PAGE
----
As for Nietzsche, while he certainly wrote some disturbing sentences and was obviously taken up by some worse-than-dubious admirers, one fails to learns the lessons of The Genealogy of Morals at one’s peril. Just as Wertham’s polemic against sensationalism is amazingly sensationalist (seduction! of the innocent!), so too is his moral crusade no less an exercise in power-seeking than the actions of his opponents.

While Nietzsche may slight some of our nobler drives, I accept his argument that no human pursuit, not the most artistic or the most holy or the most egalitarian, is totally free from the quest to dominate or from impulses of aggression. To deny this is to leave oneself open to dangerous delusions of righteousness. Such delusions, it seems to me, have done more damage than violent comic books or pornography. The books that have proved most corrupting have been books like the Bible, the Koran, and The Communist Manifesto; surely, more people have been slaughtered for the ideals of Rousseau than for the anti-ideals of Sade.

A final word against censorship—and censoriousness, which I also dislike. The imposition of the restrictive comics code was the end result of Wertham’s activism. And the end result of the comics code was to put EC Comics out of business. EC’s company of superb writers and artists—Harvey Kurtzman, Al Feldstein, Wally Wood, Bernard Krigstein, among others—were making thoughtful, humane, literary, beautiful comics that went some way toward correcting the flaws of comics that Wertham was most reasonable in pointing out, such as their simplistic worldview, their illiteracy, their racism, their intellectual poverty, and their low artistic standards. It would take almost thirty years for the promise of EC to begin to be realized, as the code eased off, and mainstream American comics could again pursue the creation of serious artistic work.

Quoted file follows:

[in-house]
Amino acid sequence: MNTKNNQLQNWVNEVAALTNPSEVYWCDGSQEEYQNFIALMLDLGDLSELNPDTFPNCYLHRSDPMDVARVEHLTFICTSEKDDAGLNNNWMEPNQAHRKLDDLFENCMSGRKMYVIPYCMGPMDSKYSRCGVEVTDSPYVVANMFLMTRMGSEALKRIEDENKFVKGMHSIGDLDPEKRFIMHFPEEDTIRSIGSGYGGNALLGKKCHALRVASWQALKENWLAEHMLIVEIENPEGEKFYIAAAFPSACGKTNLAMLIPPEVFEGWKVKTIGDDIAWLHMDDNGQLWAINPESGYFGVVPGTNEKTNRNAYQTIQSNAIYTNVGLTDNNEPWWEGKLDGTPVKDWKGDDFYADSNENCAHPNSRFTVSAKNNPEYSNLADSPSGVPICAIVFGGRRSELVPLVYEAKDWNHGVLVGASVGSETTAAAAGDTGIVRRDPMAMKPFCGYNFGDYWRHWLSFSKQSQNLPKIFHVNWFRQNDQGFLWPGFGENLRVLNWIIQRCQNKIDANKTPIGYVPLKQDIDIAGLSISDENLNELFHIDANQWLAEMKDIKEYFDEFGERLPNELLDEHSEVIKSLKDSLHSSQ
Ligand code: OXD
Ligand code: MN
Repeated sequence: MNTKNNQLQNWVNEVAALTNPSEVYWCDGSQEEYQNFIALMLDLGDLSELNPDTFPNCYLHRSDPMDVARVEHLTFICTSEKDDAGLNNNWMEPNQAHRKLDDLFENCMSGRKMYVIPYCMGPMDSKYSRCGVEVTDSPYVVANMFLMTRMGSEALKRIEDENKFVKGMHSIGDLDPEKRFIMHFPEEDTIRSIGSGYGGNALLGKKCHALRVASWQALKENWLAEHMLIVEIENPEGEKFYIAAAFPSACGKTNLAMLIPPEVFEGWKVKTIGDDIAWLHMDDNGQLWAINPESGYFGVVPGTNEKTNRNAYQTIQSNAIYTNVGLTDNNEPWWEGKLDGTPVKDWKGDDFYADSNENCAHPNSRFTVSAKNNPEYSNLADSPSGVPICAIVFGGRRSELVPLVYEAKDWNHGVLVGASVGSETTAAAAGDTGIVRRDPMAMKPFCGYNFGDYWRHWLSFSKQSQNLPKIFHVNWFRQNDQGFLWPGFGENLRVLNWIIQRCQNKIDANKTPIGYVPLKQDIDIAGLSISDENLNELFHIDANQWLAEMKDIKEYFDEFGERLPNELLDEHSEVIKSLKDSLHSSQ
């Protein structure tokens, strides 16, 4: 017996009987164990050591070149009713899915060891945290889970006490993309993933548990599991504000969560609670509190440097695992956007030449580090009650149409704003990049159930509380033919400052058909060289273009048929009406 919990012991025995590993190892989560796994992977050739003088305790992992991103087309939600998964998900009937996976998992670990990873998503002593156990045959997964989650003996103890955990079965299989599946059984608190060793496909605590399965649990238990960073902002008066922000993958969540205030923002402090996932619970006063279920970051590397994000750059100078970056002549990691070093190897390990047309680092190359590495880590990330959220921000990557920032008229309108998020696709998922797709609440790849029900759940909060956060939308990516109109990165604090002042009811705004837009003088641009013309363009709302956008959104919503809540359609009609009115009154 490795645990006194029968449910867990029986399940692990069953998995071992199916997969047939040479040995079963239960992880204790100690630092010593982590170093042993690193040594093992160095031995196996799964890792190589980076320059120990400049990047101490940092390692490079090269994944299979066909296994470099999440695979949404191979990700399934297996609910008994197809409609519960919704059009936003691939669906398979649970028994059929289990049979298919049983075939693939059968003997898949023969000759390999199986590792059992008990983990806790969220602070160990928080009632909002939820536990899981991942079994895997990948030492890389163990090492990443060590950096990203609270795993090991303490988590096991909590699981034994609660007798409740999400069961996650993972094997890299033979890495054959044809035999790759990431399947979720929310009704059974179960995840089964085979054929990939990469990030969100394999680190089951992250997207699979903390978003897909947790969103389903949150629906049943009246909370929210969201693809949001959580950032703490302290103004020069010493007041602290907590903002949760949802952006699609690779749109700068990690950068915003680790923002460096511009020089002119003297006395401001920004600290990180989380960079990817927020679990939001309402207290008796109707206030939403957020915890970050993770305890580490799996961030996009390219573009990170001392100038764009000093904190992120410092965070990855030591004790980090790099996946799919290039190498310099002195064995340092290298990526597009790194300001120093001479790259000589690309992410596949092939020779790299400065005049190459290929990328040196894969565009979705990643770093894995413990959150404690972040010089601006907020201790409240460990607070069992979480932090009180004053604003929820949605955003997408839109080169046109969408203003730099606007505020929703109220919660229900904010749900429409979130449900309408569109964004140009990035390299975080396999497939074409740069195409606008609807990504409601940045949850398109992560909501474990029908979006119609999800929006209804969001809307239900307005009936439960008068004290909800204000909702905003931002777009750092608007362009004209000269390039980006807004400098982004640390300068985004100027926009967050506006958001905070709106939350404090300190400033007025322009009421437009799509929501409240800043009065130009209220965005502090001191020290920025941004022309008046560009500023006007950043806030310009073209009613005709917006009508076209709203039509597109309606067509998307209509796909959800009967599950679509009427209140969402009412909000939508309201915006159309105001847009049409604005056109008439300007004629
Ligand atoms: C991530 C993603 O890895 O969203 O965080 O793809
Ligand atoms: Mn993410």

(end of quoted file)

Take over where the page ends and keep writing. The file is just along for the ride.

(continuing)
In short, Wertham did more damage to the artists who might have been his allies than he did to the crass and mobbed-up money-men of the industry itself, who simply adjusted, as such people always do. Feel free to take this as a parable directed at the Werthamites of today.

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If you would like to support my work, you might please buy, read, and review Portraits and Ashes or The Ecstasy of Michaela (or even just pledge via email to exchange a free ebook for an honest public review). Thanks for reading!

Why Texts Are Not Actions

felski

(via Anthony)